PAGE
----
The Real War on Women

We’ve been treated to a media blitz about the presumed Republican war on women. All it took to set it off was for Rush Limbaugh to use derogatory terms to describe a Georgetown law student who was pushing for government-provided contraception, supposedly because it was too expensive for her and her ideological soulmates who apparently believe they should be free to have taxpayer-sponsored sex anytime, anywhere. As noted in a previous post, Limbaugh apologized for using those terms, but it does him no good on the Left to have done so.

Meanwhile, we have countless examples of Leftists using far more insulting and obscene words to describe conservative women. One of the most blatant is Bill Maher, whose word choice I refuse to print in this blog, particularly the vitriol he has used to describe Sarah Palin. He, and others like him on that side of the spectrum, show no remorse whatsoever for their verbal abuse.

There’s a Scriptural axiom that comes to mind when contemplating this episode:

But as I’ve said countless times before—what can we expect? Those who disparage Christian beliefs have little or no conscience anyway, and surely have no desire to change their stripes. We have to get used to the double standard. What makes it particularly disreputable in this case is that Maher has donated $1,000,000 to the Obama SuperPac. Calls for the Pac to return the money go unheeded.

Lost in this dispute is the real war on women that is being waged in this country. A couple of cartoonists were able to pierce the verbal fog and point to the real outrage:

The slaughter of innocent lives trumps any sleight the Left may perceive. This is the real war on women.

Framing the Debate: Religious Liberty, Not Contraceptives

It all began with George Stephanopoulos—of Clinton White House infamy—asking a question at one of the Republican debates. He wanted to know if states had the authority to ban contraception. The question baffled the candidates, particularly since no one had ever brought up the issue. Perhaps it was intended to stem the rising candidacy of Rick Santorum, who was becoming more prominent at that time. Yet Santorum, despite his personal views on the subject, had never indicated any interest in banning contraception; in fact, he had stated the exact opposite.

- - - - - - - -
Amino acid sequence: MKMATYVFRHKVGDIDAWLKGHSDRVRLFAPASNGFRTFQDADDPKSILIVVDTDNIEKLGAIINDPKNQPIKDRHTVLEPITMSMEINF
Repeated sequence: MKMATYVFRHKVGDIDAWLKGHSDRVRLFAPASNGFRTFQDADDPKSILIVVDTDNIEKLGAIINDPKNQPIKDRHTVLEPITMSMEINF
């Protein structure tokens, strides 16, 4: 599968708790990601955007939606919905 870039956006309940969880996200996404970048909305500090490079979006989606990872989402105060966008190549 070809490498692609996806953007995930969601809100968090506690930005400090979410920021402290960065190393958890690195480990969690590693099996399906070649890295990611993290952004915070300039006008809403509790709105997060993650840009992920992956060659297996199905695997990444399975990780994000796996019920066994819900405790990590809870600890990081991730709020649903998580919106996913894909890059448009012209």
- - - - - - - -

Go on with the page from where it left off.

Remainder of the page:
Why did Stephanopoulos broach this non-issue? No one could quite figure it out, except as a way of stopping Santorum.

Then, not long after, the Obama administration came up with its mandate that religious organizations had to offer contraceptives and abortifacients in their hospitals and healthcare plans. Was Stephanopoulos’s question the preliminary to the mandate, getting the public used to it ahead of time? Was he in collusion with the White House? Those queries remain unanswered, but the timing was unusually fortuitous for the administration.

Those plans went awry when the religious community cried foul and cited First Amendment protections for religious liberty. That seemed to throw the Obama team off-balance for a while, but then they attempted a new tactic—change the issue from religious liberty to the right of women to have contraceptives. Convince the public that conservatives are anti-women and are bent on setting up a theocracy. In other words, scare the public by constructing a straw man, a technique used by progressives ad nauseum.

When Darrell Issa, the congressman who chairs the House Committee on Oversight and Government Reform, held hearings on the religious liberty issue and its violation in the HHS mandate, the Democrats were able to offer their own witnesses at the hearing. At the last minute, they wanted to change one of their witnesses so that Georgetown student Sandra Fluke could testify. Fluke, a feminist birth control advocate whose goal is to change the Catholic university’s policy on not providing contraceptives, was not an expert on the First Amendment or religious liberty, and was denied a spot at the hearing for that reason, as well as for the late notice.